My co-worker Heidi asked me a question at the office the other day, something along the lines of "Do you know anything about a band from Canada coming to town? I can't remember the name but my friend says they're good."
"Are they Quebecois?" I wondered. I'd heard about that show. She didn't think that was it. She promised to forward me the e-mail from her friend, Lisa. Subject: "good concert coming your way." It got straight to the point: "hi Heidi - you should see this band when they come to Arcata."
What followed was a band list letter from Moira Smiley saying, "Hi everyone! moira smiley & VOCO have shows up & down the West Coast comin' up! Exciting things happening here, and we'll keep you posted when it comes close to you!"
A MySpace link followed and an itinerary showing a North Coast jaunt, including a show at the venerable Freight and Salvage followed by one on Thursday at the Jambalaya sponsored by Humboldt Folklife.
I clicked on the MySpace link and listened to a couple of songs. I liked what I heard. The first, "Dying Californian," begins with a choral group using harmonies?† la The Bulgarian State Radio and Television Female Vocal Choir, but run backwards. Moira comes in singing a sad song reminiscent of an old Appalachian ballad; before it ends, there's some subtle banjo picking. Subsequent numbers show off a Sweet Honey in the Rock gospel style, almost a cappella, something they call, "post-folk vocal symphonies and dancesongs," with low key bass and mysterious percussion. Moira Smiley provides accordion and banjo; Jess Basta and Christine Enns supply "body percussion"; Jessica Catron cello/electronics; John Ballinger banjo, clarinet and percussion. Everyone sings.
I don't know what it shows, but Luminescent Orchestrii is on their "Friends" list, and I love that band. With that additional recommendation I sent Moira an e-mail with something like a virtual interview. She responded almost immediately.
Who are you*?* Moira Smiley
Where are you from? Originally Vermont, now Los Angeles.
What do you do? Sing, write music, play accordion & banjo, arrange strange old music.
Why do you do what you do? Always have — better'n laying carpet, I guess. Really, is there any better job than to do what you love?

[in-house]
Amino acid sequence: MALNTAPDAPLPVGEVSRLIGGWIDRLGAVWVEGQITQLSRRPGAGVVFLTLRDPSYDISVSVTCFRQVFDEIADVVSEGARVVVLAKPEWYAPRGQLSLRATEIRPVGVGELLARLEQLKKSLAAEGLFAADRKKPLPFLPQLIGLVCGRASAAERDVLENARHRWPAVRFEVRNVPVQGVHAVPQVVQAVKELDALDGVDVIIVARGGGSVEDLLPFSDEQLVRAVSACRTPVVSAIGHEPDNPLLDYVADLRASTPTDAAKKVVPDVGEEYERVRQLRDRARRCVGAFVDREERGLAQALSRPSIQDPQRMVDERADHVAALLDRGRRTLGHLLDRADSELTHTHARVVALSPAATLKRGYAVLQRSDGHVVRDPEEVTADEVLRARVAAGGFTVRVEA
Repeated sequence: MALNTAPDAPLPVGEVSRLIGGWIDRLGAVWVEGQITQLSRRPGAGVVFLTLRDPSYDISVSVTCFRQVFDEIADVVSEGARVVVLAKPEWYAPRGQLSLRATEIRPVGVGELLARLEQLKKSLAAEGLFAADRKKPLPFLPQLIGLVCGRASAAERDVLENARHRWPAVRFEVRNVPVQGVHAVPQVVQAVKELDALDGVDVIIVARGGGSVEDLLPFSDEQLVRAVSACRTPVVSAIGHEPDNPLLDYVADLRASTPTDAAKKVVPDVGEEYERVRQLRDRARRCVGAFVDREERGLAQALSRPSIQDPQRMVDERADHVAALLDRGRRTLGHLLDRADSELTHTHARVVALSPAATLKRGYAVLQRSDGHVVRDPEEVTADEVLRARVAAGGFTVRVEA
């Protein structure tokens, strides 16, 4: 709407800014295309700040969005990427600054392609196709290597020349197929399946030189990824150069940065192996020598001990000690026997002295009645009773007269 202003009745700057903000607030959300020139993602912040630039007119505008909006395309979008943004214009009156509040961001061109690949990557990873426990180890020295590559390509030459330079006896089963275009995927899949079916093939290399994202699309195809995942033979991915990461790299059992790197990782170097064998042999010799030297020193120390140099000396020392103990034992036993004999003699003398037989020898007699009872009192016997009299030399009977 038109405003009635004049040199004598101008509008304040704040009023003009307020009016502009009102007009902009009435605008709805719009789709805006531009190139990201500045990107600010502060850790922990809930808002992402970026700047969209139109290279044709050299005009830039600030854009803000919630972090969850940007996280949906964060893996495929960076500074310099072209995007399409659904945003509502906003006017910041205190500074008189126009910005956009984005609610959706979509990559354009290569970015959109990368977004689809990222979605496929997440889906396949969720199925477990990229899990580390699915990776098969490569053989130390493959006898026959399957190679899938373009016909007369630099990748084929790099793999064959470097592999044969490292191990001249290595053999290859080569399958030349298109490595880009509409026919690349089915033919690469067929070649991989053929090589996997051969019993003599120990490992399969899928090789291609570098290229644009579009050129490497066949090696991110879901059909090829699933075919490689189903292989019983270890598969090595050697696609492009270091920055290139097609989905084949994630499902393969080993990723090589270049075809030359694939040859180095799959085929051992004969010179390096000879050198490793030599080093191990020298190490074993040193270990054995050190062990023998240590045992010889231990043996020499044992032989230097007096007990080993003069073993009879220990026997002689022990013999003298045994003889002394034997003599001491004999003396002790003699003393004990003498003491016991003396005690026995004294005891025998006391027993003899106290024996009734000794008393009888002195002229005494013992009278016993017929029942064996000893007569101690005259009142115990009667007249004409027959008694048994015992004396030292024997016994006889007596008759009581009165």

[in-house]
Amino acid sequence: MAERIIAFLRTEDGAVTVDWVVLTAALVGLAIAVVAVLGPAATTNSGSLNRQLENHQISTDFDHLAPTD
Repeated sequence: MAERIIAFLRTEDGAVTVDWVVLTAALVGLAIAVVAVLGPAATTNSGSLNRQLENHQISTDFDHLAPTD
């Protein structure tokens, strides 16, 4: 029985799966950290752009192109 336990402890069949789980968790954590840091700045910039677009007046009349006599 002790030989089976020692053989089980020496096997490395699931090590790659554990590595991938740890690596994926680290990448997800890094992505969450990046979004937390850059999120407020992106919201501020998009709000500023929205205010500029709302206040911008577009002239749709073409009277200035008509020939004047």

What are you working on? New songs, arranging old American hymns, writing new body percussion, thinking about clowning.
When will you be here? I'm bringing my band, Moira Smiley & VOCO, to Jambalaya, for a 7:30 p.m. show Thursday, Nov. 15th, sponsored by Humboldt Folklife Society. We're also going to sing live on KHUM radio at 3:30 that same Thursday!
Who's that? VOCO is my five-piece band doing sweet stompin' rebel harmony soaked in Eastern Europe and Appalachia. Cello, banjo, accordion, percussion and body percussion.
What's next? Bartok arrangements of the "Mikrokosmos."
Anything else you want to add? That's kinda fun — like a quiz! — Moira."
And I'll add one more thing. There's no Canadian connection; Heidi miss-remembered. The band is from Los Angeles. Don't hold that against them.
Pay special note to the start time. Most Jambalaya shows start after dinner; this one is during, and it's one of two separate shows that night. Later on it's one of Humboldt finest hip hop outfits, Subliminal Sabotage. They help close out something called Snow Day, a big to-do around town that starts with Pro Sport and the Outdoor Store hauling in a whole bunch of snow, and not like when people come back from winter trips out 299 with snow in the back of a pick-up so they can throw snowballs. This is a huge pile, five tons, enough for pro snowboarders to strut their stuff. They call it a "Rail Jam," whatever that is. (I'm sure snowboarders know.) That's in the afternoon on the Plaza. There's also a couple of snowboarding movies at the Minor in the evening, then the "D.C. VIP Afterhours Party" with Sub/Sab ending a wild night at the Jam.
You might expect the NoHum/SoHum Sub/Sab to be part of Homegrown Hip Hop Vol. 4, Harvest Edition 2007, the all-ages thing Saturday at the Mateel, but they're not. Representing the homegrown side are Eureka rappers Nac One and Lil' Sic and crews from Mendo, the funky North Coast Underground from Point Arena, Some of the Truest from Mendocino (the town) and the Mendo Green Team, plus the Humboldt Rockers breakdancers. The headliners are imports: Planet Asia, aka King Medallions (born Jason Green) is from Fresno via San Fran. I'm pretty sure he's not Asian, but Haji Springeris. He's a hyphy-style dude outta Oakland who lays down comical raps often mocking his Indian descent (that's India Indian, not Native American, BTW).